He backed the shareholders who opposed the recent BP chief executive remuneration and said "the make-up of remuneration committees, was and still is, badly flawed by the exclusion of any outside members."

To some extent this may call into question the independence of "independent directors" who sit on boards because they are supposed to be outsiders. But Browne elaborated the pressures around pay awards that can happen.

"The tensions generated if executive directors are not, in their view, properly rewarded by non-executive members of the remuneration committee can lead to very difficult relationships."

A working group set up by the industry body, Investment Association in the UK, recently concluded that executive pay was "not fit for purpose."

The mechanisms put in place to ensure the creation of long term value in a company is suitably rewarded don't seem to be working.

Share options were a one-way ticket to riches for many executives and they have been somewhat discredited. Their replacement, the LTIP or Long Term Incentive Plan, is now also being seriously questioned.

To go back to engineering group Weir, it planned to pay out 55pc of a long term incentive plan to its chief executive in restricted stock. It turns out he would have got paid this amount over five years without needing to hit targets. The company said however, that the "total opportunity", as it is sometimes called, would have been reduced to 1.6 times salary.

Small shareholders in these huge corporations have very little say, because they have few votes. Big institutional shareholders are the ones who have to carry their influence.

Yet, they often don't question executive pay very much at all.

They only voice concerns when things aren't going well for them. The truth is that the corporate world runs on a pack mentality. Everybody likes to run with the herd. Executives who run the investment companies, who in turn own shares in these large plcs, don't want their pay structures called into question.

Some of them are inordinately rewarded executives of investment funds themselves. Glass houses and stones come to mind.

But in recent days, one big beast of the global investment community has got involved. The Norwegian sovereign investment fund has warned that it is targeting excessive executive pay at companies in which it invests.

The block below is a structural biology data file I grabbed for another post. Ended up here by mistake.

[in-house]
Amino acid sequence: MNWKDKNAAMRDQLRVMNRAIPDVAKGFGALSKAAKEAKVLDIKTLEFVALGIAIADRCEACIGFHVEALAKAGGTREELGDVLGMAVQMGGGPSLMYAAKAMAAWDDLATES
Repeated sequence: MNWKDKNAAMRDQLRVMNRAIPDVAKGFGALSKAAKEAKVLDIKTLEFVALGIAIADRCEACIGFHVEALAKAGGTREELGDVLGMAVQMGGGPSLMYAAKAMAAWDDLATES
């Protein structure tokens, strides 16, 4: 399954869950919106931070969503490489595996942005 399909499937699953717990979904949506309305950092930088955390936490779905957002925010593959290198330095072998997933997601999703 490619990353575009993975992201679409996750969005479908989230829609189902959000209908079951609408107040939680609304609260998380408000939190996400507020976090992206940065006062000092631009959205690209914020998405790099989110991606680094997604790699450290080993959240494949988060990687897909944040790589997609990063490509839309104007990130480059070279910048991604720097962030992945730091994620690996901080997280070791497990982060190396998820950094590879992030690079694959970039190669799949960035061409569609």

This is the largest single investment fund in the world and has around $830bn. This is all the money the Norwegian state made from its oil industry over several decades. The Norwegians haven't spent any of it and the fund keeps getting bigger.

It owns the equivalent of 1.3pc of all of the world's major listed companies.

Yngve Slyngstad, chief executive of the fund, told the 'Financial Times' that the absolute level of pay - not just the way deals were structured - was becoming an issue.

"We have so far looked at this in a way that has focused on pay structures rather than pay levels. We think, due to the way the issue of executive remuneration has developed, that we will have to look at what an appropriate level of executive remuneration is as well," he said.

Really tackling exorbitant executive pay requires something of a culture change. Chief executives earning over 200 times the average pay of employees in the company they run have to ask some serious questions.

Let's say a remuneration committee shuts down a proposal to award a chief executive the potential to earn €25m over the next three years. Instead he can only earn €15m. Is that a disincentive for him to do his job? Will he not try harder, despite earning €5m per year?

Equally, will the chief executive walk away and go find a €25m job. It is highly unlikely.

The revolt against international tax avoidance is now turning to executive pay.